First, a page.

Toilet-to-Tap or the Future of California Water?

If there is one truism in California water, it is that there is not enough of it. In part to try to help address that issue, on December 19, 2023, the California State Water Resources Control Board (State Water Board) adopted the state’s first direct potable reuse (DPR) regulations. As detailed in the State Water Board’s press release, the new regulations represent the “most advanced standards in the nation,” provide a “climate-resilient water source,” and “add millions of gallons of additional drinking water.” However, is the picture quite that rosy? … 

California Water Policy: What Happened in 2023 and Where Are We Going?

The year started with a bang, with a lot of new Members of the Legislature, and more seasoned Members, invigorated and motivated to tackle some major water policy and funding issues for California. While some significant water policy changes were passed by the Legislature this year (with much controversy), there is still much left to debate and discuss in the second year of the two-year session, which will begin on January 3, 2024. … 

Ninth Circuit Issues Clean Water Act Opinion Addressing Indirect vs. Direct Discharge and Notice Requirements

On November 21, 2023, the Ninth Circuit Court of Appeals issued its decision in Cottonwood Environmental Law Center vs. Edwards addressing various Clean Water Act issues. Its two key holdings were that (1) the district court did not err when it rejected plaintiff’s direct discharge theory and (2) the district court did err when it held that plaintiff did not provide sufficient notice. … 

Ninth Circuit Issues Decision Upholding its Interpretation of “Discharged” for Clean Water Act NPDES Violations

On November 20, 2023, a panel of the Ninth Circuit Court of Appeals issued its opinion in Idaho Conservation League v. Poe, No. 22-35978. Therein, the Court upheld its previous interpretation of “discharged” in the context of an allegation that a party violated the National Pollutant Discharge Eliminating System (NPDES) permit system under the Clean Water Act. It did so notwithstanding the defendant’s allegation that Supreme Court precedent overruled that interpretation. …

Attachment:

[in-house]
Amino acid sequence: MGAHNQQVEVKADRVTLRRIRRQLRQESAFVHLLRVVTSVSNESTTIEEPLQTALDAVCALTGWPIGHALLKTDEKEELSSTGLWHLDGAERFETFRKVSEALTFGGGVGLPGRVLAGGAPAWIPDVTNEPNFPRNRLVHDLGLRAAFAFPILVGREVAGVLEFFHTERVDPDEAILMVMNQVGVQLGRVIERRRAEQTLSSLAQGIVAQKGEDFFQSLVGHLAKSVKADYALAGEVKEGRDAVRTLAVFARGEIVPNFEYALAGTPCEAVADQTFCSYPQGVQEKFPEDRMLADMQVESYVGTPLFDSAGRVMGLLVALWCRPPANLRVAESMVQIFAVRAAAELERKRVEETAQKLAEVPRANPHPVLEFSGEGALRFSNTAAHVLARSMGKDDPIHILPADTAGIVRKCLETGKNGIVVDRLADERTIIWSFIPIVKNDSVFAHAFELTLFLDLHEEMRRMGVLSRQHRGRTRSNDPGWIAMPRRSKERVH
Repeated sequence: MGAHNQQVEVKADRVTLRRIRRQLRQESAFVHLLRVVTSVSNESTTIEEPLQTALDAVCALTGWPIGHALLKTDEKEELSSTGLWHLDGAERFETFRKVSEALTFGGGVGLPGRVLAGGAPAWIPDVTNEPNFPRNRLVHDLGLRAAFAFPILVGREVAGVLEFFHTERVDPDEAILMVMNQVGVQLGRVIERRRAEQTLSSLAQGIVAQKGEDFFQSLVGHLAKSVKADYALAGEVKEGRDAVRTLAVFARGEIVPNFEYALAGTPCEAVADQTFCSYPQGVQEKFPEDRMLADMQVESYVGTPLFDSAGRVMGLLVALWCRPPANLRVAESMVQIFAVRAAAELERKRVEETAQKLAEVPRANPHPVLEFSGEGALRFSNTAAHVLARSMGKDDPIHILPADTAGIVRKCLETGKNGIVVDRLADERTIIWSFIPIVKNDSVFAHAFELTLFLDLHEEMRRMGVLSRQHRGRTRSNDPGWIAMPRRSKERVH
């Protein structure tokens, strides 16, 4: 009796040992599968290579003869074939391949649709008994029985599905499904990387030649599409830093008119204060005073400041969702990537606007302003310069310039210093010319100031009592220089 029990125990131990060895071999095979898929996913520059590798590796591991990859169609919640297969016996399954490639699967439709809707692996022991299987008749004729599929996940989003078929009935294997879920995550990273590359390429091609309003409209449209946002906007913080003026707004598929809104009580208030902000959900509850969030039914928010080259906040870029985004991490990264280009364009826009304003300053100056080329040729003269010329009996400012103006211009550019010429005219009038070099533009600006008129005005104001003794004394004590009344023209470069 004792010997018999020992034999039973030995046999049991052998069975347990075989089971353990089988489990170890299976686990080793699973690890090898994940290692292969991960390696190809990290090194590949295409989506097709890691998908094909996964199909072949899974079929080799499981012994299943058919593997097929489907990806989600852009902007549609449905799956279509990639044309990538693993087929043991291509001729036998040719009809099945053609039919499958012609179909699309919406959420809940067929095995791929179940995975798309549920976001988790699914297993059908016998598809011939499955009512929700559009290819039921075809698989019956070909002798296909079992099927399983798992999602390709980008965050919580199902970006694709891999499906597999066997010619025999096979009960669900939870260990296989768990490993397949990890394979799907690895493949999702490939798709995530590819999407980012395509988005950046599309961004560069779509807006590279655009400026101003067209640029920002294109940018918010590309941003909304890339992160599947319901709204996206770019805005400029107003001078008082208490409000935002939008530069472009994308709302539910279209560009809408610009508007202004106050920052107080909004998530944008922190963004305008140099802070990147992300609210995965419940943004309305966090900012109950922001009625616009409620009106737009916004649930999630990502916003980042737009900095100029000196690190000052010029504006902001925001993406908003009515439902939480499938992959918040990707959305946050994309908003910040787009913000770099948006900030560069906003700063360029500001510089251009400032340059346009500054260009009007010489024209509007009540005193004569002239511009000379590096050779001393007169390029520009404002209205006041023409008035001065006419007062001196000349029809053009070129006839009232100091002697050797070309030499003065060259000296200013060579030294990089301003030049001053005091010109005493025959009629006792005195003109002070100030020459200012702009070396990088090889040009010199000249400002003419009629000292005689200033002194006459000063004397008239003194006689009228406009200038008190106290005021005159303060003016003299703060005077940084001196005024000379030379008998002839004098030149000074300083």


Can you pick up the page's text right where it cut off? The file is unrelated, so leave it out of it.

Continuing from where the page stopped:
Upcoming Deadlines for Water Agencies for PFAS Settlements

Deadlines are upcoming related to the multi-district per- and polyfluoroalkyl substances (PFAS) litigation. The relevant settlements are with DuPont, Chemours, and Corteva (collectively, DuPont) and 3M, parties who allegedly manufactured various PFAS chemicals. The currently-pending settlements cover $1.185 billion for DuPont and $10.5-$12.5 billion for 3M.

The litigation is focused on alleged contamination of drinking water caused by DuPont’s and 3M’s alleged manufacture of PFAS chemicals. PFAS are a family of manmade chemicals that are used due to beneficial ...

Water Security Through Consolidation

Providing affordable, safe and reliable water service in California is becoming increasingly challenging. Water service providers must deal with aging infrastructure, increasingly stringent water quality regulations and the threat of more frequent and extreme weather events, such as fires, drought and flooding, due to climate change. Smaller water service providers may struggle with adapting their operations to comply with changes in water quality requirements. These systems, which often rely on a single water source, are less resilient in dealing with contamination or ...